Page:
Going the Distance: Expanding the Reach of Microfinance in Rwanda

24 October 2011 at 08:49 6 comments

By Whitney Webb, KF16, Rwanda

One of the biggest challenges of providing access to financial services to those living in poverty is the actual logistics of expanding the services into some of the most remote areas of the world. 92% of Rwandans live in rural areas. During my first field visit, I visited a small village near the border of Tanzania. After meeting several first time borrowers and hearing about their challenges and strong hopes for the future, we drove out onto the unpredictable mud roads.

Village soccer

There was no electricity anywhere in the village and I anticipated empty streets on the post sunset (pitch black) drive out. I was quite mistaken and as our truck’s headlights illuminated our path I saw village life in full swing with children playing, men riding bicycles, and women carrying giant bundles of bananas on their heads. The loan officer I was with said they had the roads memorized and he responded to my surprise with the question, “What are the rural areas like in the USA?” I honestly didn’t know how to respond, “Well, people would have electricity and satellite TV, but they might have to drive 20 minutes to get to a big supermarket…”

Rwandan Rice Paddies

A few more statistics:
56% of Rwandans live below the poverty line ($2 per day)
52% of the population is excluded from financial services
90% of Rwandans do not have electricity

These realities stand as giant road blocks to the microfinance institutions trying to include anyone and everyone who wants to make responsible financial decisions for themselves and their families. So how do you make it logistically possible for a person who lives 2 hours from the nearest bank branch (and has no form of transportation) to open a bank account or take out a small loan?  The microfinance bank, Urwego, that I have been working with has come up with some innovative ways to deal with these issues.

1. Branching Out: UOB (Urwego Opportunity Bank) currently has 8 full branches around Rwanda and 25 smaller credit offices. They have a presence in all of Rwanda’s 30 districts. These branches are strategically placed to allow access to the largest number of people.

Loan disbursement at a credit office in eastern Rwanda

2. The Traveling Loan Officers: In simplest terms, if the clients can’t come to you, go to them. Loan officers are based in branches around the country but may spend 4 days out of every week on the road, or better known as “in the field.” They will travel to some of the most remote areas in their region for initial visits, loan disbursement, repayment collection, and general follow-up.

A loan officer swamped with questions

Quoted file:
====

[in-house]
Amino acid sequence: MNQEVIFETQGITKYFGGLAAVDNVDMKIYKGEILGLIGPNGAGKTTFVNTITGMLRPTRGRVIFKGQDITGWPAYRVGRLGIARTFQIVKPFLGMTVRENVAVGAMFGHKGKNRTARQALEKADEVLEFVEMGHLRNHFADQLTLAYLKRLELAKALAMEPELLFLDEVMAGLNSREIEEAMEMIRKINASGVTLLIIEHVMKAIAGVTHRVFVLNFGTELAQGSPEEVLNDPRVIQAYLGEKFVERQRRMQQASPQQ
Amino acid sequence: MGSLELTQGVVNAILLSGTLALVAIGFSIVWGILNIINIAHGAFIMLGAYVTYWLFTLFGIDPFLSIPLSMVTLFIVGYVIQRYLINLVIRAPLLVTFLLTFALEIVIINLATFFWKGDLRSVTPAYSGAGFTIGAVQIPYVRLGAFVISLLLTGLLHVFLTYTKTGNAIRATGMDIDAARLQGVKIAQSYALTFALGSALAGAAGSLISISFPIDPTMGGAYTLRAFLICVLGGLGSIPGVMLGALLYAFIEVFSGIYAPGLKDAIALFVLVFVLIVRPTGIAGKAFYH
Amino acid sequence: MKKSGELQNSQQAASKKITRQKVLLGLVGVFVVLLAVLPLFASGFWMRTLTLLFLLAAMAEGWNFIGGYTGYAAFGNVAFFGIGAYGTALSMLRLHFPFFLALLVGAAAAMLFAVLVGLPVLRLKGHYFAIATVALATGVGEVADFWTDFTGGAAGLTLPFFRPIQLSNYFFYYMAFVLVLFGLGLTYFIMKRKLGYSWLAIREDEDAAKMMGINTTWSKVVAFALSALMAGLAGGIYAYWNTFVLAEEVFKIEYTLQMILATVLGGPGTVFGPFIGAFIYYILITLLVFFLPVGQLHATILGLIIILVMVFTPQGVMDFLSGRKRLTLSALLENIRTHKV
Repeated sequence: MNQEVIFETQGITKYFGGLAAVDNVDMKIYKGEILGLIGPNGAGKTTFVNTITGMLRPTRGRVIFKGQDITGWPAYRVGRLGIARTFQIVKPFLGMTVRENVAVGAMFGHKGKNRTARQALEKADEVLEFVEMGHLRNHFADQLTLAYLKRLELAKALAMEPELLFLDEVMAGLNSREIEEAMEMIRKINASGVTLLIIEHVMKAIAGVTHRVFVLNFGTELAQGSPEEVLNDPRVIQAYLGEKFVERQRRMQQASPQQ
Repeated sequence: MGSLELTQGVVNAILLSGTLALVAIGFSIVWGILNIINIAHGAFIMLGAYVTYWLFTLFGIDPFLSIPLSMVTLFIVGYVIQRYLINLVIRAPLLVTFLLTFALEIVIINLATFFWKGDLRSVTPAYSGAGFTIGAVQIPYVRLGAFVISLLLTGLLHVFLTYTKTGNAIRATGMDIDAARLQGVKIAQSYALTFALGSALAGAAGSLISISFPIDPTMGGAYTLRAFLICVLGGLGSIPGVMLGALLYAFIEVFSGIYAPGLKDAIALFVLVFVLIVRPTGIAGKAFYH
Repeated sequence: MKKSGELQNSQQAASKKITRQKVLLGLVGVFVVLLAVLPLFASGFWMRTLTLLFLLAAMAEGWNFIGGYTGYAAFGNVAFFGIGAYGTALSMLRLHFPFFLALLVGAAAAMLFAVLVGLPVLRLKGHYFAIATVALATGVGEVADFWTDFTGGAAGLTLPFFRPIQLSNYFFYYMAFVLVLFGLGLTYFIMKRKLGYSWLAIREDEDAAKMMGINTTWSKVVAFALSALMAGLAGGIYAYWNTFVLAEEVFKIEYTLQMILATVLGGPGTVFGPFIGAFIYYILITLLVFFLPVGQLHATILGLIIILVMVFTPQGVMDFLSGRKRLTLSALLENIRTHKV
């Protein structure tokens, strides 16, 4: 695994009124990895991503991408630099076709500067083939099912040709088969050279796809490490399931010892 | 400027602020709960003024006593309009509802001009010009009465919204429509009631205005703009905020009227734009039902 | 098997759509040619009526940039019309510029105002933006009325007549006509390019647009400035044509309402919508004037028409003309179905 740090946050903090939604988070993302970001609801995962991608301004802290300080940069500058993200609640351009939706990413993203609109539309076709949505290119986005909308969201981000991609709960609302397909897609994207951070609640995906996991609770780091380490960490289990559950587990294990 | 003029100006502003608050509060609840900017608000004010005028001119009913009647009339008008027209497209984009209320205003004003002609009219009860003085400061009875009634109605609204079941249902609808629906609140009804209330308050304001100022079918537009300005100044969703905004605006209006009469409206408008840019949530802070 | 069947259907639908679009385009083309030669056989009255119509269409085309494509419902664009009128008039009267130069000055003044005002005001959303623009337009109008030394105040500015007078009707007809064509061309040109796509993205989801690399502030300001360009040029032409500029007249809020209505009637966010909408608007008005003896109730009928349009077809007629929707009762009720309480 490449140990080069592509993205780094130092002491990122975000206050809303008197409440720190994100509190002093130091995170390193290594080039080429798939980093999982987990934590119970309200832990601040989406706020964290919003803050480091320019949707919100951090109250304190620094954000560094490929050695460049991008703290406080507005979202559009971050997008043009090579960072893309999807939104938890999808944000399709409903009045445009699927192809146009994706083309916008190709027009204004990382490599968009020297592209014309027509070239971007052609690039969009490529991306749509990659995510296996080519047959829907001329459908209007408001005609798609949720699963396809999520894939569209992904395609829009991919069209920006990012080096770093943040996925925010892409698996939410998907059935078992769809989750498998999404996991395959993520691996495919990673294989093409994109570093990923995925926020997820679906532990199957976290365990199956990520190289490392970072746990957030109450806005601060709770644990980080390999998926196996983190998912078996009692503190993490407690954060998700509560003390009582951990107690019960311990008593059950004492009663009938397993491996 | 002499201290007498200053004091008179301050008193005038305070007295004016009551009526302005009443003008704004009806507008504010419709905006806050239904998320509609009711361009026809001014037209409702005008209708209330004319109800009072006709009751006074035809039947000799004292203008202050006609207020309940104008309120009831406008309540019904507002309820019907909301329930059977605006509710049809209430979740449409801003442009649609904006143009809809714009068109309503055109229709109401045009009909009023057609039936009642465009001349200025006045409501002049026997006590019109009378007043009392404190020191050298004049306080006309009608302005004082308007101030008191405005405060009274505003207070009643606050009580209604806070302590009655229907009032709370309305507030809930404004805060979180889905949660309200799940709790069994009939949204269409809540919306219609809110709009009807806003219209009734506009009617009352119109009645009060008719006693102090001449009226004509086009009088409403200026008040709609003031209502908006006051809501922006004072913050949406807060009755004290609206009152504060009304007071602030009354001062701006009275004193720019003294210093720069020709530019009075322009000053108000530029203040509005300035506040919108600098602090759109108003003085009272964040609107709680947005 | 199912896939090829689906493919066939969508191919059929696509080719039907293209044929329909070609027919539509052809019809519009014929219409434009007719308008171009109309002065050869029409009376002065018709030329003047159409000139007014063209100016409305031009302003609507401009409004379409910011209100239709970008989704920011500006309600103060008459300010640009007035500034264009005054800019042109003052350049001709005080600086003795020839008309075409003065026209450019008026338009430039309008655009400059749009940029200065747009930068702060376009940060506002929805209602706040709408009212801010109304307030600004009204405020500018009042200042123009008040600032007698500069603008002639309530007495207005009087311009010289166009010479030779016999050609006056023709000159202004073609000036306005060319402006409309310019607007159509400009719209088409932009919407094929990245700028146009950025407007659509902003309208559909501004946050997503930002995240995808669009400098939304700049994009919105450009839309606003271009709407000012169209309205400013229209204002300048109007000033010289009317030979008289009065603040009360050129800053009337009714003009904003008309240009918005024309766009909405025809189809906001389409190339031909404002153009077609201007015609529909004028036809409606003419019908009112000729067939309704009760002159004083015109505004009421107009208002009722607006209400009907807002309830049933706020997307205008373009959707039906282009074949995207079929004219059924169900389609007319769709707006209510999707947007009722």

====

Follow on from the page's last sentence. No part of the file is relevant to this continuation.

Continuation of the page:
3. The Bank Truck: NYC may have gourmet food trucks, but they’ve got nothing on Rwamagana, Rwanda, home base of UOB’s mobile branch. This truck is outfitted as an operating branch with a staff of 5. They are able to disburse loans, collect repayments, and accept deposits into savings accounts. The truck makes its way around the eastern province on a set schedule to visit the most inaccessible areas.

The mobile bank

4. The e-Wallet: Keeping up with technology, Urwego plans to significantly expand its outreach in Rwanda through the implementation of new strategies. This includes ATM’s, mobile money (loan disbursements and repayments through cell phones), and a platform allowing branch employees and loan officers to access the bank’s main database through a net book. This platform will significantly increase the number of clients these workers can handle at once since they can make updates directly from the field.

Kiva borrowers

I have been fortunate enough to visit several districts of Rwanda to meet with Kiva borrowers during my time here. I have heard the pride in their voices at receiving a first loan and I’ve seen their huge sense of gratitude for being given an opportunity. It was always difficult to get them to speak up about the challenges or ways things could be improved, but when we pushed hard enough they would say something along the lines of, “My friends in the next village would like a loan. Please allow them to do this.” I’m happy to say that Urwego is listening and is actively expanding the possibilities of financial services within Rwanda.

Whitney Webb is in the Kiva Fellows 16th Class, currently working at Urwego Opportunity Bank of Rwanda. Click here to join the Urwego Lending Team or here to browse profiles and make a loan of as little as $25 on kiva.org.

Entry filed under: Africa, blogsherpa, KF16 (Kiva Fellows 16th Class), Rwanda. Tags: , , , , , , , , , , , .

Updates from the Field: Green Loans, Dark Alleys + On-the-Ground Footage of it All The Donut Hole Conundrum + Mamoud’s Story

6 Comments

  • [...] Going the Distance: Expanding the Reach of Microfinance in Rwanda Country: Rwanda / Fellow: Whitney Webb (KF16) Whitney takes a look at the creative ways Urwego Opportunity Bank uses to reach the far-flung areas of Rwanda. [...]

  • 2. Someone  |  29 October 2011 at 14:57

    That’s great. But Urwego pushes Christian mythology, and that’s unfortunate. We need a secular MFI in Rwanda! People like me just want to lend without promoting belief in mythical masters. There’s enough of that in the world already!

  • 3. Justin  |  28 October 2011 at 06:03

    Great Job Whit!!!

  • 4. Katie  |  25 October 2011 at 12:56

    Whit you are doing amazing work – truely “going to distance” haha =) I cant imagine living on $2 a day…your loans give them so much hope and potential! Proud of you!

  • 5. Cindy  |  24 October 2011 at 10:20

    Wonderful blog, Whit. It gave me a clearer idea of how the micro loans work when there is difficult access. Impressive!

  • 6. steve  |  24 October 2011 at 09:25

    Loved it! great work Whit..if only more bankers followed your lead.


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